Much press has been given to Second Life, the virtual world/social network "game" in which participants can live out their fantasies in a polygonal wonderland, free of the restrictions that come with real life. Imagine a perfectly visualized chat room, only with its own user-created socio-economic structure. Companies have found clever ways to monetize the free experience, while over 15 million users work virtual jobs, buy virtual items, have virtual sex, and dance the night away in virtual nightclubs.
Life 2.0, a new documentary by Jason Spingarn-Koff, finds a human story within the world of Second Life, by focusing his attention on the experiences of four of its users. One is a young woman working from her basement, making a six-figure salary designing clothing and houses for sale in Second Life. A male Second Life addict tries to make sense out of his relationship with his created avatar, an eleven-year old girl that he feels controls him through the game, not vice versa. In another thread, a couple tries to bring their Second Life romance into the real world, despite being committed to other partners.
By putting a human face on the participants, Spingarn-Koff is able to help us understand the society of Second Life, while creating an incredibly compelling human drama. I don't have an addictive personality, so it's hard for me to relate to the desire to spend countless hours living out a fantasy in a "fake" world. Spingarn-Koff makes it real to me, by making the people real to me.
I was frustrated that some of these people couldn't just turn it off and go get real jobs, go forge real relationships. It's a knee-jerk reaction on my part. Their argument would be that they are participating in real jobs and relationships -- they're interacting with real people on the other end of their computers, despite their digital avatars. I can't argue that, but the film makes the strong case that the casualty ends up being the lack of flash-and-blood connections in real life.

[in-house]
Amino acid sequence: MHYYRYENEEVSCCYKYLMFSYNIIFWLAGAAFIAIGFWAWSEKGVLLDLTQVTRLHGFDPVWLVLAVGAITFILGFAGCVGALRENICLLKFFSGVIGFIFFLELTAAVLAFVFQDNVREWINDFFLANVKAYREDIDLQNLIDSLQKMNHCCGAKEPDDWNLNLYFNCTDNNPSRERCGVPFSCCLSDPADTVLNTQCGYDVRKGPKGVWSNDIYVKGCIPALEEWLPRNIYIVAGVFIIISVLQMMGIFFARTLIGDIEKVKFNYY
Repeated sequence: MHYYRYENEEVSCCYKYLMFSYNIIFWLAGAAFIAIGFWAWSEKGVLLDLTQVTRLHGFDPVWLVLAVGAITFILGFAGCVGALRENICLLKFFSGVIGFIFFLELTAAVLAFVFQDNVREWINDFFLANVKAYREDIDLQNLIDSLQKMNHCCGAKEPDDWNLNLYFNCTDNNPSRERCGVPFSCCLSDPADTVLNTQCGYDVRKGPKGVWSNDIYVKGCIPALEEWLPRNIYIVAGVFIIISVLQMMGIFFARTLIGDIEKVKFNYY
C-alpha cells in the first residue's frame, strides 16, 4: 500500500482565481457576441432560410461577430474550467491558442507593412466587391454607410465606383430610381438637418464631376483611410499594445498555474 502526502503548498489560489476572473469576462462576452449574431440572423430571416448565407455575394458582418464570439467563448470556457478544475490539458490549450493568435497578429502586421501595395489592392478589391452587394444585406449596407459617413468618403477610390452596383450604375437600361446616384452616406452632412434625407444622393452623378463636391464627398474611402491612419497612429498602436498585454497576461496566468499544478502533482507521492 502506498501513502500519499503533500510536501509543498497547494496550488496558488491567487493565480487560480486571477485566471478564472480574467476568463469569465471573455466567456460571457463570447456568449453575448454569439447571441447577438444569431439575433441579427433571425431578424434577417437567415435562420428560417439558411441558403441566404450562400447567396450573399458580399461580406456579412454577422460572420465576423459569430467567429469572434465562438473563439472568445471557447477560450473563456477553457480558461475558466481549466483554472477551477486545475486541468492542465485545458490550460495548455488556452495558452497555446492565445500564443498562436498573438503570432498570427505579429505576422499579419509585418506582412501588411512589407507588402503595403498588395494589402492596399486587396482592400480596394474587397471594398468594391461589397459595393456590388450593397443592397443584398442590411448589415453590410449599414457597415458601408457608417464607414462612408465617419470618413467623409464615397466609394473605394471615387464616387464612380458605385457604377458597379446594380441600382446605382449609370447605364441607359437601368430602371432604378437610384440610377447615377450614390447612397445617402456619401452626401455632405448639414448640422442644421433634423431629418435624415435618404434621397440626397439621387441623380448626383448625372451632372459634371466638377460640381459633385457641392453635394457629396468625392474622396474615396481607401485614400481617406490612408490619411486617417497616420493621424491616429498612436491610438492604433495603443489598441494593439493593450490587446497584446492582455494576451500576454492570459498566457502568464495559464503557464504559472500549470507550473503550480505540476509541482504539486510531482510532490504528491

Fantasy is fantasy for a reason, and when you try to make things too-good-to-be-true manifest themselves in reality, the results can be heartbreaking. Life 2.0 doesn't do Linden Lab, the creators of Second Life, any favors in making their world seem appealing. Here, it's a life-consuming facade of flickery, floaty graphics that wrecks people's actual lives.
Expertly edited, Life 2.0 mixes human interviews with their interactions in Second Life. The film never intentionally passes judgment on its subjects, but it would be hard for most audiences not to do it themselves, especially those that don't play Second Life. The couple in the film carry out a startlingly superficial romance for two grown adults, a digital fantasy of moonlight walks on the beach and tantric virtual boffing under a waterfall. When they start having real life rendezvous, and their marriages fall apart, it's no surprise that the thrill of their perfect, false relationship is troubled the very minute they have to deal with things like divorce, kids, or household chores. It even looks difficult for them to hold a conversation that goes beyond sweet nothings.
There are a lot of deep psychological issues at work within Life 2.0, and while each issue is specific to the participants, they're also blanketed with a universal desire to escape real life. Spingarn-Koff has found the perfect characters for his absorbing documentary. Life 2.0 cuts deep into its subject of with laser precision, getting right to the emotional heart of the matter, exploring a problem no one had to deal with even ten years ago, in a fascinating and very human way. I still may not understand the desire to immerse one's self in a fantasy alter-ego, but I fully understand now how deeply it can affect someone's actual life.